4 Economic Challenges Facing the Government of Nunavut
Established in 1999, Nunavut is the largest and newest territory in Canada. There are approximately 37,000 residents in Nunavut living in 25 remote communities. Nunavut covers a land mass of 1,750,000 km2. It is the least populous and the largest in area of all of the provinces and territories of Canada. 84% of the population of Nunavut is Inuit.
There are no roads connecting the 25 communities in Nunavut and no roads connecting the territory to southern Canada. As such, Nunavut’s communities are only accessible by air or sea. Internet access in the territory is via satellite, resulting in high costs and limited bandwidth and limiting access for Nunavummiut (residents of Nunavut) to basic services like online banking, tax filing, etc.
Like most governments, the Government of Nunavut (GN) has to make choices to address pressing challenges with limited resources. However, there are additional challenges in Nunavut that are unique to the territory including the following four examples.
- Overcrowding in schools and low graduation rates. Nunavut has the fastest growing population in Canada, and a majority (52.1%) of the population is under the age of 20. The high number of youth has led to over-crowding in schools. The school board in Iqaluit, the capital of Nunavut, is looking for solutions to accommodate the growing number of students. There is a rising concern about the low graduation rate considering the territories’ high population of youth. According to these 10 Interesting Facts about Nunavut only 18% on Nunavut’s Inuit graduate high school, and only 11% attend post-secondary school.
- Major housing shortage. Overcrowding is becoming worse, and houses are not being build fast enough. According to an article published by APTN, The Government of Nunavut is scheduled to build 202 housing units over the next two years, in 16 of Nunavut’s communities. However, just to get caught up to the current wait list, it would be necessary to build 3,580 homes for 10,500 people. Nunavut is facing a time crunch, with the fastest growing and youngest population. Did you know most families already have three generations living under one roof? What happens when the next generation has kids, where will they live?
- High Food Costs. Food costs in the north can be up to 3 times the national average. There are several factors causing the massive price hike, including: the low Canadian dollar, environmental issues, and location. The only way to bring food into the territory is by air or via the annual sea lift. Here is a list of food price comparisons between Nunavut and the national average per food item.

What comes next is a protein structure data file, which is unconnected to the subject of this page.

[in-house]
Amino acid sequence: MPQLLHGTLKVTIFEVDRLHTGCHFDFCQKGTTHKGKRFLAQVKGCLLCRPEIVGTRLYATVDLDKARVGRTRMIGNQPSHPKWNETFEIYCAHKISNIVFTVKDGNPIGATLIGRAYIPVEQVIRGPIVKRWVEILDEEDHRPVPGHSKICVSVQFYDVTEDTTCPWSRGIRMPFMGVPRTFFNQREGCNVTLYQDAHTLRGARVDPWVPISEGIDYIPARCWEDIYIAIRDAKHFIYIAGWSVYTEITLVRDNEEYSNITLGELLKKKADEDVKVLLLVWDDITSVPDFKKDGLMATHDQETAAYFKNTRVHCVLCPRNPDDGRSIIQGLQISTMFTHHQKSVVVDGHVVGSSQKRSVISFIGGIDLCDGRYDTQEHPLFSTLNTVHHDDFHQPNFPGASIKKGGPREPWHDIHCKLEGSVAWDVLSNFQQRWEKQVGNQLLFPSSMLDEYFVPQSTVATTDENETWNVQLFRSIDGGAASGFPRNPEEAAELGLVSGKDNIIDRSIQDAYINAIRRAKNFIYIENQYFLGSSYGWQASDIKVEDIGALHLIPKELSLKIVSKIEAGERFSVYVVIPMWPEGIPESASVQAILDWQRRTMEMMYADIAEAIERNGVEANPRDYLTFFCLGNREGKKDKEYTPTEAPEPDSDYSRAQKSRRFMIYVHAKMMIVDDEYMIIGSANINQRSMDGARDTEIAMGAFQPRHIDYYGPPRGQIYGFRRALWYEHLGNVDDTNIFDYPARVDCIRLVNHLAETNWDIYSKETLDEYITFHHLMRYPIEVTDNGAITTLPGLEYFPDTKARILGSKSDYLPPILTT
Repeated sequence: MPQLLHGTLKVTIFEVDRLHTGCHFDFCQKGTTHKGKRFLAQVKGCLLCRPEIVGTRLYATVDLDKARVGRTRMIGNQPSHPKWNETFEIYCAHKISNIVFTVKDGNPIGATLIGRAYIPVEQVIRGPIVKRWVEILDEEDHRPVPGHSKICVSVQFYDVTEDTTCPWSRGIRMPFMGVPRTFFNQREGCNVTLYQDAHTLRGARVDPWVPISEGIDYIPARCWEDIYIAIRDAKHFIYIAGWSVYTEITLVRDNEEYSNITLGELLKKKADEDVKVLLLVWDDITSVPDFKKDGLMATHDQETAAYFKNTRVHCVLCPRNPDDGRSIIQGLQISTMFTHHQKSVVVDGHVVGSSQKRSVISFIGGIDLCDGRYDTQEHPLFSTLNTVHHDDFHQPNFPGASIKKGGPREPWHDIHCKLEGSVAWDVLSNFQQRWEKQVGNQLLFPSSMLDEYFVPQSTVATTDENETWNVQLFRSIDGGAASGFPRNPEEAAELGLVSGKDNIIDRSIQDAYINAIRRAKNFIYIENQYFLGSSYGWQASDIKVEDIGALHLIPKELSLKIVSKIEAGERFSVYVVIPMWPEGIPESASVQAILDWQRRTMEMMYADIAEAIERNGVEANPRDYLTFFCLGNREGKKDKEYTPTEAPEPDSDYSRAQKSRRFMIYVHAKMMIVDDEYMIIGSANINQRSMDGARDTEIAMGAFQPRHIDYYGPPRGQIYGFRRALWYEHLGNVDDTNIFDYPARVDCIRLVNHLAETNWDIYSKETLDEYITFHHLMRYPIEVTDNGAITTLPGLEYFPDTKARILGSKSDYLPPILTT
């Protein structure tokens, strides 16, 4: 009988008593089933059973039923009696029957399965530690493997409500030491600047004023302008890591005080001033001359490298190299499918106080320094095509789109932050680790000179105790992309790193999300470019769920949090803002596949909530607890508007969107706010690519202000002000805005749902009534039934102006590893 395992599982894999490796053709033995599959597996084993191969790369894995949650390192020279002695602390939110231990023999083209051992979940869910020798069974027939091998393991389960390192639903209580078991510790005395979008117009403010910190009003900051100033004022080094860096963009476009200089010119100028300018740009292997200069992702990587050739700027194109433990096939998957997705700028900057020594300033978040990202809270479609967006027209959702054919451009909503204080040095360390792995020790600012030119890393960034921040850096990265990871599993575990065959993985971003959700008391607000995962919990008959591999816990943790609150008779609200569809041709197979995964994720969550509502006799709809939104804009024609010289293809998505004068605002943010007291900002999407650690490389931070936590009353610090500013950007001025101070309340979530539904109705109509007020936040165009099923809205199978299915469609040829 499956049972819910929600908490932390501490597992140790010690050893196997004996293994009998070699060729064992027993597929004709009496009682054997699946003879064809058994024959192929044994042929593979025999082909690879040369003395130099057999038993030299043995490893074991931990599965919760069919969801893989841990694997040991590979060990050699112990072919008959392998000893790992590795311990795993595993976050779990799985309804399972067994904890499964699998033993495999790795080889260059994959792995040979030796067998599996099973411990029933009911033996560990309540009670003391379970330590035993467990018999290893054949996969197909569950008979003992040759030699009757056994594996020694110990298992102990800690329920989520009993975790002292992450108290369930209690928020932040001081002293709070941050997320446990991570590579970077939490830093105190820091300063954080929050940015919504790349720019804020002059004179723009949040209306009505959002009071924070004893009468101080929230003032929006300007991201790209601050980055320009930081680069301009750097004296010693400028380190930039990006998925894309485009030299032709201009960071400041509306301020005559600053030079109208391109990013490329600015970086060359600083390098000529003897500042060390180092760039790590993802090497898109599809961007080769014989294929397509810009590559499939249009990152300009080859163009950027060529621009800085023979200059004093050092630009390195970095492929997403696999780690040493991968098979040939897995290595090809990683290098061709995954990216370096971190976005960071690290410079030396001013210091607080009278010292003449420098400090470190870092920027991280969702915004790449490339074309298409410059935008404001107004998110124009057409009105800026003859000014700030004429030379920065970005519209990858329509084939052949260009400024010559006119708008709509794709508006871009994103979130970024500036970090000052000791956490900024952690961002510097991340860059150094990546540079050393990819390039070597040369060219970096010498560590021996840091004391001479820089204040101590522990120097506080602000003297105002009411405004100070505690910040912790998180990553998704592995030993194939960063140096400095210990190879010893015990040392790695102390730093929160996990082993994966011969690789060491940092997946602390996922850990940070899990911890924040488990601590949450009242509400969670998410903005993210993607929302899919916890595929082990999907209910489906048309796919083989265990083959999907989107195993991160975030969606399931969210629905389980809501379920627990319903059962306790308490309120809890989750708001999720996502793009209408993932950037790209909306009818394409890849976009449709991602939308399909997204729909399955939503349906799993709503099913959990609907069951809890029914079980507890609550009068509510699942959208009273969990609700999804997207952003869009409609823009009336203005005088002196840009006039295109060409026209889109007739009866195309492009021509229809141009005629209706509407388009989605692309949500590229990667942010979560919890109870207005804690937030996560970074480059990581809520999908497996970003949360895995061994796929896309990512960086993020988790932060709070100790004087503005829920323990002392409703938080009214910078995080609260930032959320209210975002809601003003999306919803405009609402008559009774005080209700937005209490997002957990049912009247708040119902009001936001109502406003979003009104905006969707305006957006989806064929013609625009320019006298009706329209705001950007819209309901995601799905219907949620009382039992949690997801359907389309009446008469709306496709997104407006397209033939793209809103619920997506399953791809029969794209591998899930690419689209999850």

- There is an alarmingly high suicide rate. 1 in every 9 teens have admitted to contemplating suicide and 1 in 20 have tried in this northern territory. According to an article from the Huffington Post, there are more than 1,000 attempted suicide calls each year in Nunavut. The suicide rate for Inuit is 11 times higher than the national average and the majority of deaths by suicide are people under 30 according to Statistics Canada.
It is important for the GN to have a capable and mature financial management function. Timely, reliable and relevant financial information is necessary to support decision making on competing priorities, including the challenges outlined above and supporting growth in Nunavut’s economy.
It is significant to note that over 90% of the GN’s revenues are from federal transfers – the economy in Nunavut is growing, but it is not big enough to support all of territory’s social needs. In February of 2017 the GN announced a $1.9B balanced budget for the 2017-2018 fiscal year, with a $2 million planned surplus. The new budget aims to tackle many of the economic issues facing the north including new spending on health and education.
How can the GN set a direction to strengthen its financial management? Stay tuned for a second installment about the Financial Management Capability Model and how it can be a useful tool for the GN.